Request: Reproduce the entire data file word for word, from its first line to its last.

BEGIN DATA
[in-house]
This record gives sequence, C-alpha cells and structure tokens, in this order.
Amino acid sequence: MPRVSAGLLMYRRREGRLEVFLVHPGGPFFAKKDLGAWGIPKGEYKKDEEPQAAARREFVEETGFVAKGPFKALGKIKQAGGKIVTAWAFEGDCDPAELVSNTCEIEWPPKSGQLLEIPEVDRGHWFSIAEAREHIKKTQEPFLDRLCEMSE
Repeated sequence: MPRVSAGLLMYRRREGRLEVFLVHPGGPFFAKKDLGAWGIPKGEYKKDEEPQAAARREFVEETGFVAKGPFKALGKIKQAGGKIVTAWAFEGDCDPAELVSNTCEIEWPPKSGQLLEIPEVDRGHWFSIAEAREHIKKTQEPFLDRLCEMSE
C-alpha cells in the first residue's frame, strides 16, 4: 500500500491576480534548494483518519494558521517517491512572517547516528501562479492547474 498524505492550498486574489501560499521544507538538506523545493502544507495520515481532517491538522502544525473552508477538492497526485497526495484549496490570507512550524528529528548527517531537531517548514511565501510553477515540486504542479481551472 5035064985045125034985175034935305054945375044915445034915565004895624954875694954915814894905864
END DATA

[in-house]
This record gives sequence, C-alpha cells and structure tokens, in this order.
Amino acid sequence: MPRVSAGLLMYRRREGRLEVFLVHPGGPFFAKKDLGAWGIPKGEYKKDEEPQAAARREFVEETGFVAKGPFKALGKIKQAGGKIVTAWAFEGDCDPAELVSNTCEIEWPPKSGQLLEIPEVDRGHWFSIAEAREHIKKTQEPFLDRLCEMSE
Repeated sequence: MPRVSAGLLMYRRREGRLEVFLVHPGGPFFAKKDLGAWGIPKGEYKKDEEPQAAARREFVEETGFVAKGPFKALGKIKQAGGKIVTAWAFEGDCDPAELVSNTCEIEWPPKSGQLLEIPEVDRGHWFSIAEAREHIKKTQEPFLDRLCEMSE
C-alpha cells in the first residue's frame, strides 16, 4: 500500500491576480534548494483518519494558521517517491512572517547516528501562479492547474 498524505492550498486574489501560499521544507538538506523545493502544507495520515481532517491538522502544525473552508477538492497526485497526495484549496490570507512550524528529528548527517531537531517548514511565501510553477515540486504542479481551472 5035064985045125034985175034935305054945375044915445034915565004895624954875694954915814894905864